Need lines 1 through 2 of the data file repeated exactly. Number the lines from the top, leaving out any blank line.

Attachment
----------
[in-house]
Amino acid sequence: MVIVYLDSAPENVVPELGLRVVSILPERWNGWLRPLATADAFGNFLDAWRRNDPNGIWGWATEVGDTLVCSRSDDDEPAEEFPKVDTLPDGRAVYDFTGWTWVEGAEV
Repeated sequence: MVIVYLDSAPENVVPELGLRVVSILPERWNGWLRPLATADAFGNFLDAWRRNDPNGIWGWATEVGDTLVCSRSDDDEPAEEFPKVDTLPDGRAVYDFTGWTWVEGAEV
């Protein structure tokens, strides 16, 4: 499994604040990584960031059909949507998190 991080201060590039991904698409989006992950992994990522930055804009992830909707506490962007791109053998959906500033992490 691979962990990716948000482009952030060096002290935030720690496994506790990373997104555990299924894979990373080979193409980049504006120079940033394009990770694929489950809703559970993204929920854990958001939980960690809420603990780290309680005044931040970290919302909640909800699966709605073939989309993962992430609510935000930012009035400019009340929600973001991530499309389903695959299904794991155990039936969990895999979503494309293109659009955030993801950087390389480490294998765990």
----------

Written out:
[in-house]
Amino acid sequence: MVIVYLDSAPENVVPELGLRVVSILPERWNGWLRPLATADAFGNFLDAWRRNDPNGIWGWATEVGDTLVCSRSDDDEPAEEFPKVDTLPDGRAVYDFTGWTWVEGAEV